I heard on the news last night that Lloyds were to pay a bonus package of £120m. They said the average bonus is just £1,000. Averages are a nice way of hiding big numbers. If there were 10,000 staff and the bonus pot was £10,000,000 then the average bonus would be £1,000 even if it all went to the one man at the top if the tree. Do they think we are stupid?
Hold on… a bit more detail from the Guardian here.
Apparently the boss of Lloyds feels that if staff have met targets then they should get their bonus. Sorry, just run that past me again. Your bank is effectively saved from failure by massive injection of public money yet staff get a bonus. Is he trying to come across as some sort of hero of the people? Other industries are shedding jobs, in fact other banks are shedding jobs, and you want to pay bonuses? I have nothing against the junior workers but at least they still have jobs because of taxpayer cash. Surely that’s enough.
When banks are under pressure not to pay bonuses or just to reduce the bonus levels what do you think will happen? I expect those at the bottom of the tree – administration and ancillary services staff – will be the ones to suffer. How long before we hear ‘We’ve cut bonuses this year by 50%’ sotto voce ‘by only paying the top people’? After all, they are the ‘skilled’ people they can’t afford to lose. What a disgrace.
And what of the latest idiocy to come from Government – blaming everything on bankers when it was they who put in place the state of affairs that led/allowed the banking behaviour to develop. Despite their greed I do have a little sympathy with the bankers when they say what they did wrong was fail to anticipate the scale of the collapse. They worked within the framework that existed in order to maximise profits. That’s what shareholders expect.
The fact is that government policy (low interest rates for far too long), regulatory conditions (lax rules and not enough policing) and the (entirely natural) greed of bankers led virtually everybody in the banking industry to participate in practices that ultimately led to our current situation. The fact that they didn’t understand many of the financial instruments they were using is the part for which they cannot be excused. They didn’t understand the risks but proceeded with the gamble anyway. Or worse, they understood the risks and thought they could escape with the cash before being rumbled. Who could have predicted they would be rumbled yet still escape with the cash?!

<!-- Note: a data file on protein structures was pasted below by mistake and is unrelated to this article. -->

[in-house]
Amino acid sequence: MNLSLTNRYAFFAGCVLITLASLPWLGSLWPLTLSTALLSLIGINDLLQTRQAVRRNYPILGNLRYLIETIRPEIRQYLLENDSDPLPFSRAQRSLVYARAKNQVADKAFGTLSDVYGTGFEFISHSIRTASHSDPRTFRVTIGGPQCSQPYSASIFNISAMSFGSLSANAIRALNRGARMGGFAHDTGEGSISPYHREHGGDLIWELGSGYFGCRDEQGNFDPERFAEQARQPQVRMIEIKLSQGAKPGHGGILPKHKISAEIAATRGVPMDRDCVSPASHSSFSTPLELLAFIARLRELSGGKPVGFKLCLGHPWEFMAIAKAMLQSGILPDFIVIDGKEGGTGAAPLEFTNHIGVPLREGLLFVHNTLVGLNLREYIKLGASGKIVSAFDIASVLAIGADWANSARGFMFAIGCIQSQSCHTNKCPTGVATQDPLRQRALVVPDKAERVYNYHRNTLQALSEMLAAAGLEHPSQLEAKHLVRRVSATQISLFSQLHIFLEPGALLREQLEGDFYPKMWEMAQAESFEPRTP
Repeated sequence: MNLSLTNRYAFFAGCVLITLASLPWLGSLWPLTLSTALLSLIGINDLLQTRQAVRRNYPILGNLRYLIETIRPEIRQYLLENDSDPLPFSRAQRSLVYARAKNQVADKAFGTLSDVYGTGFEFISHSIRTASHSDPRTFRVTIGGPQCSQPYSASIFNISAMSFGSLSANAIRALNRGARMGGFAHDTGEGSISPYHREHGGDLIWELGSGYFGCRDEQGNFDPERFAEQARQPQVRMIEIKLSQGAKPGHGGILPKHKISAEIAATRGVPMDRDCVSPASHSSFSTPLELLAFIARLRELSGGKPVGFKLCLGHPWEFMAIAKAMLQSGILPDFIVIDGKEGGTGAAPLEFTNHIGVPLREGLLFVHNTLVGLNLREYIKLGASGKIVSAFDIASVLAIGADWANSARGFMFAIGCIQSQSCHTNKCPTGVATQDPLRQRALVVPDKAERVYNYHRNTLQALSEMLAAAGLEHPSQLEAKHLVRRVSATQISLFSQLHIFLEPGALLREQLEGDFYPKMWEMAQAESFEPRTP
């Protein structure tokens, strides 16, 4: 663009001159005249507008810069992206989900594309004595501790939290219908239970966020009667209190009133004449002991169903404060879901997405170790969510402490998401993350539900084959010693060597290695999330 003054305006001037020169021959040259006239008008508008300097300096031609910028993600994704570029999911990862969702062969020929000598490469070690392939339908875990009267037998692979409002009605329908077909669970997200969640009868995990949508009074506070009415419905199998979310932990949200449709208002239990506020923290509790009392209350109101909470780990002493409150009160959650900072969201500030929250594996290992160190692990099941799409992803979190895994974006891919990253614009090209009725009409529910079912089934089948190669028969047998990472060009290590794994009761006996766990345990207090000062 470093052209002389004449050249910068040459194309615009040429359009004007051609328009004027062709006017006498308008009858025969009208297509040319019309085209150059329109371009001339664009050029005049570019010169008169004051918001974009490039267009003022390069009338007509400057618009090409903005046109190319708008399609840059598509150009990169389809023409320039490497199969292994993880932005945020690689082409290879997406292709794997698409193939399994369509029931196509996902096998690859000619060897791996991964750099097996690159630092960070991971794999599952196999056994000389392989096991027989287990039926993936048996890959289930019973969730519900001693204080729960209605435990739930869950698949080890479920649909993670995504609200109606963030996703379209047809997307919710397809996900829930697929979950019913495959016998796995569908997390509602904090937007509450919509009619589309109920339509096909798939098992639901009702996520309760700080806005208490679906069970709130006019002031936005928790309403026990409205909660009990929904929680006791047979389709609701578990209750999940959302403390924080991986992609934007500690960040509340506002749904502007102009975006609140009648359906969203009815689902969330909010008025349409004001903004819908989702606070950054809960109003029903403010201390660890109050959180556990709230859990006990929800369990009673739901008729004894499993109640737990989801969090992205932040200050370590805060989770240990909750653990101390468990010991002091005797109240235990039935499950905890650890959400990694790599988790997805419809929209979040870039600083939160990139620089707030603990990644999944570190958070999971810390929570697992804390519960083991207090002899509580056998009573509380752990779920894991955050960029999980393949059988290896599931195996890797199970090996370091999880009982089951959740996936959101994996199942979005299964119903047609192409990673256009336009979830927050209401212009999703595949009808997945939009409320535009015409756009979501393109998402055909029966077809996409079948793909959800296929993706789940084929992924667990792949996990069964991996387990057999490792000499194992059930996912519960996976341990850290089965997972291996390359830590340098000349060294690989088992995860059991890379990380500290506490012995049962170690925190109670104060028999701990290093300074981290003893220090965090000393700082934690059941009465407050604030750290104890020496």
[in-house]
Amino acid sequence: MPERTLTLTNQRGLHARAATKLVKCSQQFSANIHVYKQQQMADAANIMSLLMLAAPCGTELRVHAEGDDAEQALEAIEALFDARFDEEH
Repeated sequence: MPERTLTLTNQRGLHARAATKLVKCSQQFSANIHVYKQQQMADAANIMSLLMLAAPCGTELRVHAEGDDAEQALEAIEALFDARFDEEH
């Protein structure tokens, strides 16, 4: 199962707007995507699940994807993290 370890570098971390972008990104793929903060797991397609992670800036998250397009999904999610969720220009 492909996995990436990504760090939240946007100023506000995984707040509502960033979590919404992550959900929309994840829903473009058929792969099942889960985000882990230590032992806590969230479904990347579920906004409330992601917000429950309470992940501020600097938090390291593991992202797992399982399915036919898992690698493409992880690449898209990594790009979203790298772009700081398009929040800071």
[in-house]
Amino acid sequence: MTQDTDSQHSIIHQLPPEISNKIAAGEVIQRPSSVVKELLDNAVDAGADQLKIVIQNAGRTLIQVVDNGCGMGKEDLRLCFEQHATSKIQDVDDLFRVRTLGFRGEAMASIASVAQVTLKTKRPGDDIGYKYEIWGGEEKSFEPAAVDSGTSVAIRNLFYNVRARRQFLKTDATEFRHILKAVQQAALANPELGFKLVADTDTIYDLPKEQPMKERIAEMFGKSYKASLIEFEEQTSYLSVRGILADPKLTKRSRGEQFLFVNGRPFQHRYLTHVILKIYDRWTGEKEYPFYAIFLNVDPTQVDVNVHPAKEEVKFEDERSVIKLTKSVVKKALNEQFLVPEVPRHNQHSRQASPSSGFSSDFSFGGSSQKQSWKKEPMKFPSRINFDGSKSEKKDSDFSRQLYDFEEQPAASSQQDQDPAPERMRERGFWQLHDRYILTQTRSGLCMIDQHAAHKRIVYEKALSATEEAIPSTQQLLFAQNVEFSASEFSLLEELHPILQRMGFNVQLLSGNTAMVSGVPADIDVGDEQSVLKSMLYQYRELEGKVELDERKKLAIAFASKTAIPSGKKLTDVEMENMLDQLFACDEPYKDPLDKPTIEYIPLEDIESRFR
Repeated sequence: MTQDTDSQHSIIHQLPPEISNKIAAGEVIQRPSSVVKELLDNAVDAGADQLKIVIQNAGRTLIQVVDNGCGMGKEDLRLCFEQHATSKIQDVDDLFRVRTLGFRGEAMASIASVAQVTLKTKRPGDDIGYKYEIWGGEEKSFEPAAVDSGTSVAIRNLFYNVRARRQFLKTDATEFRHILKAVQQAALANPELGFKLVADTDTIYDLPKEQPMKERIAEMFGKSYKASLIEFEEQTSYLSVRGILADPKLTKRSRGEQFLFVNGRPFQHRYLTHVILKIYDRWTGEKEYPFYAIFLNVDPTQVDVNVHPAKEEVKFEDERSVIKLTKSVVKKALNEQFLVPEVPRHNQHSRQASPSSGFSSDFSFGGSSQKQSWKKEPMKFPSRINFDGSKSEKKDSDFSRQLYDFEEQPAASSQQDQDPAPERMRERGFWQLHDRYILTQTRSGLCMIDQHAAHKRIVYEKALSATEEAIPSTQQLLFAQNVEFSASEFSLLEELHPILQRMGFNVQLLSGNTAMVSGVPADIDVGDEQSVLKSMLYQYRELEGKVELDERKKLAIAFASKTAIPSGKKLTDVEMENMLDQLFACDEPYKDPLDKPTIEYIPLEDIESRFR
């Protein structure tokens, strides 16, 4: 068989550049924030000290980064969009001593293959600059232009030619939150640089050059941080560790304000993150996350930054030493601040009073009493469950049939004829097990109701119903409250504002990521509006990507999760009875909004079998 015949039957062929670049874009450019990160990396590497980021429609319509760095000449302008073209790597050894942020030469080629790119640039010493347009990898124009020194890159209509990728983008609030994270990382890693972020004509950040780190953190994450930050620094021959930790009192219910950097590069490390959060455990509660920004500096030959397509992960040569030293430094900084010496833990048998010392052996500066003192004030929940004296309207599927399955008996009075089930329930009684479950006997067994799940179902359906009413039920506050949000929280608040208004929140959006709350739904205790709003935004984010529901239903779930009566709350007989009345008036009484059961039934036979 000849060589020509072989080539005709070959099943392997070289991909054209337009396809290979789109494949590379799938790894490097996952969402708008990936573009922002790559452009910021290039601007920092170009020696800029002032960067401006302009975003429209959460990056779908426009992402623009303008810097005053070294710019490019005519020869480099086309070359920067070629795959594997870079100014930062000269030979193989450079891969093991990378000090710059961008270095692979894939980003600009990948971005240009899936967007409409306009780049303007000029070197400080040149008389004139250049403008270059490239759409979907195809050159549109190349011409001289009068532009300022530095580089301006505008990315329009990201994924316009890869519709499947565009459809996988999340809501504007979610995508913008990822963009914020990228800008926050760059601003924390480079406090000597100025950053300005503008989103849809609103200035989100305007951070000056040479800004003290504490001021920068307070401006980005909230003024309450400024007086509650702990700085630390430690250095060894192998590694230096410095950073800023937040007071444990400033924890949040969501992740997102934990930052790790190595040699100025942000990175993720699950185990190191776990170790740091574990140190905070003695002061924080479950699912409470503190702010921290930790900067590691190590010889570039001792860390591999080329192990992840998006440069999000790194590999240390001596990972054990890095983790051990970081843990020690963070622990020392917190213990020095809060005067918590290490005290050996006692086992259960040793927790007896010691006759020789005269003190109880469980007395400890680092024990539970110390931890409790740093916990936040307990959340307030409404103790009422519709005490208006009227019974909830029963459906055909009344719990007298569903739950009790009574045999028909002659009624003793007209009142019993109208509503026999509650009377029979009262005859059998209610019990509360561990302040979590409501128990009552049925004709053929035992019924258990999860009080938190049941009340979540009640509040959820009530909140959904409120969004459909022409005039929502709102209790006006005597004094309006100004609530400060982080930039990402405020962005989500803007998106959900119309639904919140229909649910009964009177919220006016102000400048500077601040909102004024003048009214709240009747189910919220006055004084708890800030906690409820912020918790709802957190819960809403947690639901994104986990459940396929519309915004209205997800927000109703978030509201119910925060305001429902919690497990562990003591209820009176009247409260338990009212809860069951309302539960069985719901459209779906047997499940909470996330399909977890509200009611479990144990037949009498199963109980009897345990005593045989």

Those at the top walk away with their millions from years of gambling excess while the rest suffer job losses and eroded savings. As usual the blame and the money goes right to the top.
UPDATE: an interesting take on the american solution
The Bank of England has cut the base rate again. It is now just 1%. This is not good news. Banks are not passing on these rates cuts in full except where they are legally obliged to do so – for example if you are on a base rate tracker mortgage.
However, those kind bankers have seen fit to pass those rate cuts onto savers. Yes, those who have been prudent enough to save some money are now being penalised heavily. Pensioners who put their life savings into savings accounts in order to live off the interest are now truly struggling. Savings interest rates are falling rapidly towards zero.
Rate cuts are not the answer to our problems. I’m afraid a rather long and painful period of contraction is going to happen regardless and all we are doing now is making it worse.